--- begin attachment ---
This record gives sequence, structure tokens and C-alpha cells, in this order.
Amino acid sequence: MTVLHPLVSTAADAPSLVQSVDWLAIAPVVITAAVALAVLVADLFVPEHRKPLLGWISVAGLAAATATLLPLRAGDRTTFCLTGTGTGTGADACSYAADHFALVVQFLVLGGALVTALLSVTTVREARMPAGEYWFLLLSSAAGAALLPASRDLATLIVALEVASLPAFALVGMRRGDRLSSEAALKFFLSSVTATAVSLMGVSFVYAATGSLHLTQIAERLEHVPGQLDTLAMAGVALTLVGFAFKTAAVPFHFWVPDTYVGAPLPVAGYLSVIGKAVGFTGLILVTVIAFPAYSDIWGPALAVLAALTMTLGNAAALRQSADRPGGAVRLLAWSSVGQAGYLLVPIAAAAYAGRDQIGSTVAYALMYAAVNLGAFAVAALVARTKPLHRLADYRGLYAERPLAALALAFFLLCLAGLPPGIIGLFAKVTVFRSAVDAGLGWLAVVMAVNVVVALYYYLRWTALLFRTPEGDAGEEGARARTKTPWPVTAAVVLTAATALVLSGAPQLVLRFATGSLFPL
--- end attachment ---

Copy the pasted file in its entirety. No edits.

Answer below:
This record gives sequence, structure tokens and C-alpha cells, in this order.
Amino acid sequence: MTVLHPLVSTAADAPSLVQSVDWLAIAPVVITAAVALAVLVADLFVPEHRKPLLGWISVAGLAAATATLLPLRAGDRTTFCLTGTGTGTGADACSYAADHFALVVQFLVLGGALVTALLSVTTVREARMPAGEYWFLLLSSAAGAALLPASRDLATLIVALEVASLPAFALVGMRRGDRLSSEAALKFFLSSVTATAVSLMGVSFVYAATGSLHLTQIAERLEHVPGQLDTLAMAGVALTLVGFAFKTAAVPFHFWVPDTYVGAPLPVAGYLSVIGKAVGFTGLILVTVIAFPAYSDIWGPALAVLAALTMTLGNAAALRQSADRPGGAVRLLAWSSVGQAGYLLVPIAAAAYAGRDQIGSTVAYALMYAAVNLGAFAVAALVARTKPLHRLADYRGLYAERPLAALALAFFLLCLAGLPPGIIGLFAKVTVFRSAVDAGLGWLAVVMAVNVVVALYYYLRWTALLFRTPEGDAGEEGARARTKTPWPVTAAVVLTAATALVLSGAPQLVLRFATGSLFPL